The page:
French Case Against Iran Opposition Group Dropped
French judges have thrown out terrorism-linked charges against nine members of an exiled Iranian opposition
group, closing the last part of a case that began 11 years ago with mass arrests that provoked several deaths by protesters setting themselves afire.
The Paris prosecutor’s office confirmed Wednesday the case against the Mujahedeen-e-Khalq was closed.
The co-leader of the Mujahedeen-e-Khalq, Maryam Rajavi said the decision was a "victory of justice and resistance over collaboration" between France and Iran.
Rajavi was among more than 150 detained in a sweep in 2003 around the group’s headquarters in Auvers-Sur-Oise, outside Paris. She and 16 others were charged on suspicion of planning terrorist acts and terror financing. Rajavi was later released, and charges against her dropped.
An investigation for "financial infractions" was then opened against nine group members, but those charges were thrown out due to insufficient evidence, according to a statement by seven top lawyers handling the case.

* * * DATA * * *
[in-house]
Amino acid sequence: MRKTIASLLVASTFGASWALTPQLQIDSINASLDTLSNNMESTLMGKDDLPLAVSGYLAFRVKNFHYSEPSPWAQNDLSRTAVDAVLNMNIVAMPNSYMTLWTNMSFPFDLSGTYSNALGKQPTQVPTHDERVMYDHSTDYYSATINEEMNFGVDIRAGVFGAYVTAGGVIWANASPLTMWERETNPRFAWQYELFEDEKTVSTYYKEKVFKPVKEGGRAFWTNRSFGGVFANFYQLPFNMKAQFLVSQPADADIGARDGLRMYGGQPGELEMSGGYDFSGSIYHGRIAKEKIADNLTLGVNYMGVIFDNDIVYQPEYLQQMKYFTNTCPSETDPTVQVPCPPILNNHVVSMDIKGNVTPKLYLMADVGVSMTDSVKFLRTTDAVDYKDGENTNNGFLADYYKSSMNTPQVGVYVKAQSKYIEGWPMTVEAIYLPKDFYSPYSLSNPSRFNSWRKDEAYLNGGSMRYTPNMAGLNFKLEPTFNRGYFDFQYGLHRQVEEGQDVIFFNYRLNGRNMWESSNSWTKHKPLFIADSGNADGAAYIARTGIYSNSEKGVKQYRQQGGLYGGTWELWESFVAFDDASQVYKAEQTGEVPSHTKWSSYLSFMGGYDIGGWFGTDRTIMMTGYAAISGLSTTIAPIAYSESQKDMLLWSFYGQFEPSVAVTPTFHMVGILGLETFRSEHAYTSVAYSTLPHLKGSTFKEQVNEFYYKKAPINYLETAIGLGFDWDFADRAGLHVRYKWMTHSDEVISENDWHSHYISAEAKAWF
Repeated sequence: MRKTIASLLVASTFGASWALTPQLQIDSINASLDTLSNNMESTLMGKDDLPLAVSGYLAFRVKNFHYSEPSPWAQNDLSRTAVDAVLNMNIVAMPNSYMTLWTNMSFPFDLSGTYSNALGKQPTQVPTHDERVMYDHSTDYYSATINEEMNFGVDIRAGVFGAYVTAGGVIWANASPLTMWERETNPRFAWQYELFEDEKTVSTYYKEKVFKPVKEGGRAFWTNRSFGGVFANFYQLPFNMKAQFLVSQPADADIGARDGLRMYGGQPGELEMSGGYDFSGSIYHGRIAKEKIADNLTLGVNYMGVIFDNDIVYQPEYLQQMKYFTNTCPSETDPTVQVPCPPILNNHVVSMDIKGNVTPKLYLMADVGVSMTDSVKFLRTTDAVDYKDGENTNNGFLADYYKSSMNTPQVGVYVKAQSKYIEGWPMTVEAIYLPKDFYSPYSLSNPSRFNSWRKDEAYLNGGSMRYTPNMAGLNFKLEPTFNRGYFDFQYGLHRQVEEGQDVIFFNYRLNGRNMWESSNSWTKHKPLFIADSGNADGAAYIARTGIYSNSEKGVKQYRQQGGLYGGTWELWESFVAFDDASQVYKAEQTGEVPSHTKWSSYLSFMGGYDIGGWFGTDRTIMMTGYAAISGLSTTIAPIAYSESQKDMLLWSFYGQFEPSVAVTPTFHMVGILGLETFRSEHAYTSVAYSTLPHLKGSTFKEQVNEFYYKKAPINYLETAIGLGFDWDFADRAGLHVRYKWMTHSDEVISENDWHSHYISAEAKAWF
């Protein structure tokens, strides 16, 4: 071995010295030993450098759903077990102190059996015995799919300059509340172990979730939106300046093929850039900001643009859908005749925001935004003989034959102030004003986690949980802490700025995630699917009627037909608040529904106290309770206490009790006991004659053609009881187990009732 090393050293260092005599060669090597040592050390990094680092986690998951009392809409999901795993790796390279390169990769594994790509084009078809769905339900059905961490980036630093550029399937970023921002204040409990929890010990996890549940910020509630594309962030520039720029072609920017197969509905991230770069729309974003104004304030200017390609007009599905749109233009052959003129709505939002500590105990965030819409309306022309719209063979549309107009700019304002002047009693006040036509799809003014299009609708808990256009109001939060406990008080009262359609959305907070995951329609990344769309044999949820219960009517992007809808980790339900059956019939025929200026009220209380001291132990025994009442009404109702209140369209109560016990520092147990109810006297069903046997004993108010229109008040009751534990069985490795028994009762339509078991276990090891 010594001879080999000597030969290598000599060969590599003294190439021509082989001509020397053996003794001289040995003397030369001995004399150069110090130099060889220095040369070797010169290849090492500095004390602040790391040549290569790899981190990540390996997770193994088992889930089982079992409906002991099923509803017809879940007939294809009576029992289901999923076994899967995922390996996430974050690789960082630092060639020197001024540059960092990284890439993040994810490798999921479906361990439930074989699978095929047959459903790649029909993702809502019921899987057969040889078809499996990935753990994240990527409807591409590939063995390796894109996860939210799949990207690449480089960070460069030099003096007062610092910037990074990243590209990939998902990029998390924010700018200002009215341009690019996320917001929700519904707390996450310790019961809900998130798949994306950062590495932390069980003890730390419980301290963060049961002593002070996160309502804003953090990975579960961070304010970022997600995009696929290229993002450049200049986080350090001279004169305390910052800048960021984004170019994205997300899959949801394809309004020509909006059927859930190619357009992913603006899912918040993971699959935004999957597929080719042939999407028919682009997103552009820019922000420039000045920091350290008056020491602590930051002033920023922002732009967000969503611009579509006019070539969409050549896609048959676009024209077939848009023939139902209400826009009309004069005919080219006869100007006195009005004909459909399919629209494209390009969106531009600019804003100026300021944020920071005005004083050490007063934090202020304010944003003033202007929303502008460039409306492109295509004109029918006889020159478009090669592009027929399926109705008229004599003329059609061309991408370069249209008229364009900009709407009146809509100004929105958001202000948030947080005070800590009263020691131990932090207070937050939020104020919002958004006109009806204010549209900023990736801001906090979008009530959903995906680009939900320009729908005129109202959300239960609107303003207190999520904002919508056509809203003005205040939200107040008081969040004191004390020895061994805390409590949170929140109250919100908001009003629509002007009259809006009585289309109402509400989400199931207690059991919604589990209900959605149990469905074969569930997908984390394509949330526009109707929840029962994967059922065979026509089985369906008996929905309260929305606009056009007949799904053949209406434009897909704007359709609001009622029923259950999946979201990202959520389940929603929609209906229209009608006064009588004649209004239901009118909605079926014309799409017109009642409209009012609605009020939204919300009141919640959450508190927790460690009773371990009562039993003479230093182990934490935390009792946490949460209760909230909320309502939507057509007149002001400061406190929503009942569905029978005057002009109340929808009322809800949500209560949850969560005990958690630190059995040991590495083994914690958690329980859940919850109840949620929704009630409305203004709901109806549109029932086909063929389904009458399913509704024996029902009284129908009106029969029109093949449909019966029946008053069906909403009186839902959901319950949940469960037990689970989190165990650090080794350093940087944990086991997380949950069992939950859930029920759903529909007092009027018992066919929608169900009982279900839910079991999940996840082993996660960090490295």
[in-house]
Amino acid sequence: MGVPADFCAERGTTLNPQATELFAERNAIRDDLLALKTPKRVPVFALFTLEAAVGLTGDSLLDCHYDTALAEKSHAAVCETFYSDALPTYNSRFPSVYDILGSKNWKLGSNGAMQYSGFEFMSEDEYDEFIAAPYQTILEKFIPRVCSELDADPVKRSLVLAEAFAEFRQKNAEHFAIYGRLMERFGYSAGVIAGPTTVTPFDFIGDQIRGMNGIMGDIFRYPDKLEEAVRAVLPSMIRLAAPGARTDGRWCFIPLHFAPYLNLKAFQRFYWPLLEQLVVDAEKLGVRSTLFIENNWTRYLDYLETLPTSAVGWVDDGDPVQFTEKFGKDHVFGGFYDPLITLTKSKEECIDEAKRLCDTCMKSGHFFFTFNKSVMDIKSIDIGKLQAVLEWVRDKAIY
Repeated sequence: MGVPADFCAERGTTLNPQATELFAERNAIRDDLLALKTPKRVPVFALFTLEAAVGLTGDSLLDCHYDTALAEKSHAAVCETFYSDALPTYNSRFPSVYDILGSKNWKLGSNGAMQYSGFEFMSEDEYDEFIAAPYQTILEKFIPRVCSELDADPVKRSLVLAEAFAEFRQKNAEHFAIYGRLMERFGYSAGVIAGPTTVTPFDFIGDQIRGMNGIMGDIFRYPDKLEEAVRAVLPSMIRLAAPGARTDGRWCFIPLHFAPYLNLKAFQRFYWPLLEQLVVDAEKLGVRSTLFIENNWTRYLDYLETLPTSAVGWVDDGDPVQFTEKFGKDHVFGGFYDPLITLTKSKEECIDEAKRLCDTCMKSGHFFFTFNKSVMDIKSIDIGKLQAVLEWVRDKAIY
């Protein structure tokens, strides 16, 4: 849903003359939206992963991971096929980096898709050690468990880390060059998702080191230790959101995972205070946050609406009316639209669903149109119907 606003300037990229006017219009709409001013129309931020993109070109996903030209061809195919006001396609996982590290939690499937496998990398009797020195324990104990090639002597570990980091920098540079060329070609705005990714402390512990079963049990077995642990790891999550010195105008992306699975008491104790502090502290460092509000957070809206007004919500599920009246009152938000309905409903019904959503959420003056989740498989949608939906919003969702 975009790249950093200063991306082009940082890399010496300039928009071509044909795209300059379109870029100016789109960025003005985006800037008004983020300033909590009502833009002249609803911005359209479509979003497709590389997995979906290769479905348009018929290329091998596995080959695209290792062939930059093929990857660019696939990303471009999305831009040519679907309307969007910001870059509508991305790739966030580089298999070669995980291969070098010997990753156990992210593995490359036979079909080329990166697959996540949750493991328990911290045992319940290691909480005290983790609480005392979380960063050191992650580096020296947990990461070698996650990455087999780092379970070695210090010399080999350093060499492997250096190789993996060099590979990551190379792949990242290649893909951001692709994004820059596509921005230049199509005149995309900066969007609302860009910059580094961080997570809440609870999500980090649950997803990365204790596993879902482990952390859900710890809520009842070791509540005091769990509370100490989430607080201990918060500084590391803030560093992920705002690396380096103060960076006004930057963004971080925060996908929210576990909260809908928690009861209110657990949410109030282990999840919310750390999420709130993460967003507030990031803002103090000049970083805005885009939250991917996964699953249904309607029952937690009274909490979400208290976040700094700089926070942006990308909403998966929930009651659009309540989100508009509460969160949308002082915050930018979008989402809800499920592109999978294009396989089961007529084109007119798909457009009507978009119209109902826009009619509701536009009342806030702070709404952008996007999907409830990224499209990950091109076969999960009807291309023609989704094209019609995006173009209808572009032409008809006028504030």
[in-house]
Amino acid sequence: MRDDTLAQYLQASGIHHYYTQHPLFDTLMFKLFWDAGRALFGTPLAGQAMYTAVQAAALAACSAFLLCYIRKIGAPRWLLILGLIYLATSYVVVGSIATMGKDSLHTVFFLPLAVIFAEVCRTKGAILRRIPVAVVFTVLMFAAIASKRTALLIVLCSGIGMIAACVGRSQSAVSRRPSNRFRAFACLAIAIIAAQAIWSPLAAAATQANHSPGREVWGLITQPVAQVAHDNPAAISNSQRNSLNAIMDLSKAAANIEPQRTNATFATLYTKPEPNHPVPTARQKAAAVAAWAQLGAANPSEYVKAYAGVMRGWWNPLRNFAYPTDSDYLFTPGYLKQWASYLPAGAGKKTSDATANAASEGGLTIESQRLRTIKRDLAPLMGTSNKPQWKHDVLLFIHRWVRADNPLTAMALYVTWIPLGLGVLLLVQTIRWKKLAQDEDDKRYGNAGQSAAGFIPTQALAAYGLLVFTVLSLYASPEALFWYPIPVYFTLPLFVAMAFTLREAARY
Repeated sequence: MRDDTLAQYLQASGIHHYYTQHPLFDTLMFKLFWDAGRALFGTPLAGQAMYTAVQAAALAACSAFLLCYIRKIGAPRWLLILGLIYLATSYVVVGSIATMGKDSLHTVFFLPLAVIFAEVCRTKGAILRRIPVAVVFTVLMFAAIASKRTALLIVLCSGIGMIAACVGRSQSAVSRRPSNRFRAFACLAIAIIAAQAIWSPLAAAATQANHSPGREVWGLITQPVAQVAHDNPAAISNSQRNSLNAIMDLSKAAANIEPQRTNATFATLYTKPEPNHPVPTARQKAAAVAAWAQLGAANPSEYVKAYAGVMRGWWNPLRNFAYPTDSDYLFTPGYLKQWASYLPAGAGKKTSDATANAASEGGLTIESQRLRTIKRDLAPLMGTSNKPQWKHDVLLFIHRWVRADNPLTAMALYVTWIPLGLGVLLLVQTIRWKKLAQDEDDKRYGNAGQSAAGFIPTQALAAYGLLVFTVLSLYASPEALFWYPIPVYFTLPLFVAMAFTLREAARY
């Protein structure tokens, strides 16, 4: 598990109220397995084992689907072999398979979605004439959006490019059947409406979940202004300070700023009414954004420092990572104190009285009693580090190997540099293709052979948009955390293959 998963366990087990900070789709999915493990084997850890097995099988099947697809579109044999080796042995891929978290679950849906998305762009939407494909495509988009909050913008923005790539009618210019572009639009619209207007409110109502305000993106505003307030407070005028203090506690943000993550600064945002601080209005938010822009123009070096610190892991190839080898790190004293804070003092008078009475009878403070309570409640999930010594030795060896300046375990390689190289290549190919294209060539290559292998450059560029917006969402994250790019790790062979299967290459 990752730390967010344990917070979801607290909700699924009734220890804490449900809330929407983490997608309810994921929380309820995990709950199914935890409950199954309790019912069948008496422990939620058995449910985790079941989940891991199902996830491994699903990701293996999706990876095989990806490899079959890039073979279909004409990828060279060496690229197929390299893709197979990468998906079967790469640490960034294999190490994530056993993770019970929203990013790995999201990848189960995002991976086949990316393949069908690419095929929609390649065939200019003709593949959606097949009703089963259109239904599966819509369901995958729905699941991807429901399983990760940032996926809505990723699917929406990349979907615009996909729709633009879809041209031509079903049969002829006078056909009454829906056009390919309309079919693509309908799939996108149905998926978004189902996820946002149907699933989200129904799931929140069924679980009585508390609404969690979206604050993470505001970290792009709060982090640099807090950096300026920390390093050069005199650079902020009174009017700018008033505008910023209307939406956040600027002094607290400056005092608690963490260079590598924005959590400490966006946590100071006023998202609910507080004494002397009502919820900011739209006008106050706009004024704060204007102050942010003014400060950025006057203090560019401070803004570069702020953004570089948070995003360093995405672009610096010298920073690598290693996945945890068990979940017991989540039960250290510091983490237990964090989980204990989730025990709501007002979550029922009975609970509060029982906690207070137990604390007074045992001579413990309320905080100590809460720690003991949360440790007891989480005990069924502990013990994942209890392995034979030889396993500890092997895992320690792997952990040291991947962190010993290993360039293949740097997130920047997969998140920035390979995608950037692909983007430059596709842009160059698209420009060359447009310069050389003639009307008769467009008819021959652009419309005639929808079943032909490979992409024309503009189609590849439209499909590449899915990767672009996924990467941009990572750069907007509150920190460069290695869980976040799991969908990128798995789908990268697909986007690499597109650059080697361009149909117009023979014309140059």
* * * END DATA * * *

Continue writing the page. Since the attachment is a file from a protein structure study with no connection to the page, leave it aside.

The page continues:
"The justice (system) was manipulated by political and commercial considerations," said William Bourdon, one of the lawyers. "This case never should have existed."
France’s counterintelligence chief at the time of the arrests, Pierre de Bousquet de Florian, said the crackdown was aimed at preventing attacks on Iranian diplomatic missions in Europe and elsewhere. He said the Mujahedeen were transforming their compound in Auvers-Sur-Oise into "an operational center for terrorism," after losing firepower in Iraq when the U.S. disarmed them. The group had mounted attacks from a camp in Iraq against neighboring Iran.
The arrest and jailing of Rajavi led to protests by Mujahedeen supporters around Europe, several of whom set themselves afire. Two died and six others were injured.
The lawyers claimed the French government mounted the charges as part of a "strategy of manipulation led by the mullahs in power in Tehran."
The Mujahedeen have been removed from both European and U.S. terror lists.
By ELAINE GANLEY